Migraines are described as a throbbing headache, usually located on one side of the head. This is accompanied by sensitivity to light/sounds & possible nausea. This combo usually prevents anyone experiencing it to delay daily activities. About 40 million American have migraines that usually start during adolescence or early 20’s. 70% of those affected with migraines are women.
Types of Migraines
- Hemiplegic migraine: Short period of paralysis on one side of the body. This can also be signs of a stroke.
- Vestibular migraine: Balance problems, vertigo, nausea, and vomiting whether you have a headache or not.
- Abdominal migraine: Causes stomach pain, nausea, and vomiting.
- Ophthalmic migraine: Also known as ocular or retinal migraine which causes partial or total loss of vision in one eye. It comes with a dull ache in the back of the eye which could spread to your head eventually.
- Silent migraine: Known as acephalgic migraine. Aura symptoms without the headache.
- Status migrainosus: This is a sever type of migraine that can last more than 72 hours. The nausea and pain afflicted can get so intense that you may need to go to a hospital.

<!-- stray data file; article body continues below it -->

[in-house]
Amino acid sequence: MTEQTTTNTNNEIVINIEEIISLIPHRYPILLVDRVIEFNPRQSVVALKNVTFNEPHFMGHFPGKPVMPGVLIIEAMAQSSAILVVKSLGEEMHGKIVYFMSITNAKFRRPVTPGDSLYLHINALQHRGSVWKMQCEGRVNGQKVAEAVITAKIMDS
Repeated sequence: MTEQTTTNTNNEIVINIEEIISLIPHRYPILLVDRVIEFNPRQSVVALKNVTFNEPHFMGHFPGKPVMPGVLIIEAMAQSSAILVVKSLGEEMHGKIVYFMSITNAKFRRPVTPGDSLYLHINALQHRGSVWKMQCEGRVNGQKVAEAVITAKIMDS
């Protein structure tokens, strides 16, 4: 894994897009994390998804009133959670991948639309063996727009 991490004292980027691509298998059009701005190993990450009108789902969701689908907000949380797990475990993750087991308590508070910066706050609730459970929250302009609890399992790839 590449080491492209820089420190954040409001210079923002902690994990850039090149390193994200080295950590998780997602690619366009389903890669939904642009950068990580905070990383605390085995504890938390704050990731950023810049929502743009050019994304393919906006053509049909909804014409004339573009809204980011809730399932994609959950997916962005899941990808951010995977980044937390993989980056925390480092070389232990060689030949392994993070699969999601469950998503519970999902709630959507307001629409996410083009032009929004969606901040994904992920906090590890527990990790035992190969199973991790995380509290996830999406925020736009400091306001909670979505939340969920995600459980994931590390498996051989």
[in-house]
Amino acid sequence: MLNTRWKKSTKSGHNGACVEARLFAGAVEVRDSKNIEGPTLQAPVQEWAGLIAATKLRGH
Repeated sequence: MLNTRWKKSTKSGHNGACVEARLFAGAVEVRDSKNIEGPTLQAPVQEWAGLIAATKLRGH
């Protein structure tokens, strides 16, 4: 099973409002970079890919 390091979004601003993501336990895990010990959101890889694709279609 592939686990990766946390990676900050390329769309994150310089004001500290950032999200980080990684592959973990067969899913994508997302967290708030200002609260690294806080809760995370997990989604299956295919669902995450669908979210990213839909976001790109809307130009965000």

- Menstrual migraine: Linked to a woman’s period.
Although there is no cure for migraines, there is medication that can be used to prevent or even help with the pain. Most migraines don’t cause lasting harm but there’s a rare case that you can get a migrainous infarction or hemiplegic migraine. A migrainous infarction is having a stoke as well as the migraine at the same time. A hemiplegic migraine can sometimes lead to a coma or other serious complications. If your headache doesn’t go away or its comes out of nowhere very intense, you should visit a doctor.
What Causes Migraines?
Even though migraines aren’t understood to the fullest, genetics and environments play an important role. There is a decent amount of migraine triggers and they are:
- Food additives
- Weather changes
- Sleep changes
- Hormonal changes in women
Family history ties in with risks of migraines. If you have a family member that experiences migraines, then you will most likely have a chance of developing them as well. Migraines can start at any age though the usually peak around your 30’s and can decrease in severity in the decades to follow. Sex wise, women are three times more likely than men to have migraines. Experiencing migraines during menstruation sometimes have headaches that begin before or afterward. Migraines usually improve after menopause.
- Find calm environment
- Turn off lights
- Apply hot or cold compresses to your head/neck area
- Drink caffeine
- Sleep well
- Eat consistently
- Don’t skip meals
- Exercise regularly
- Manage your stress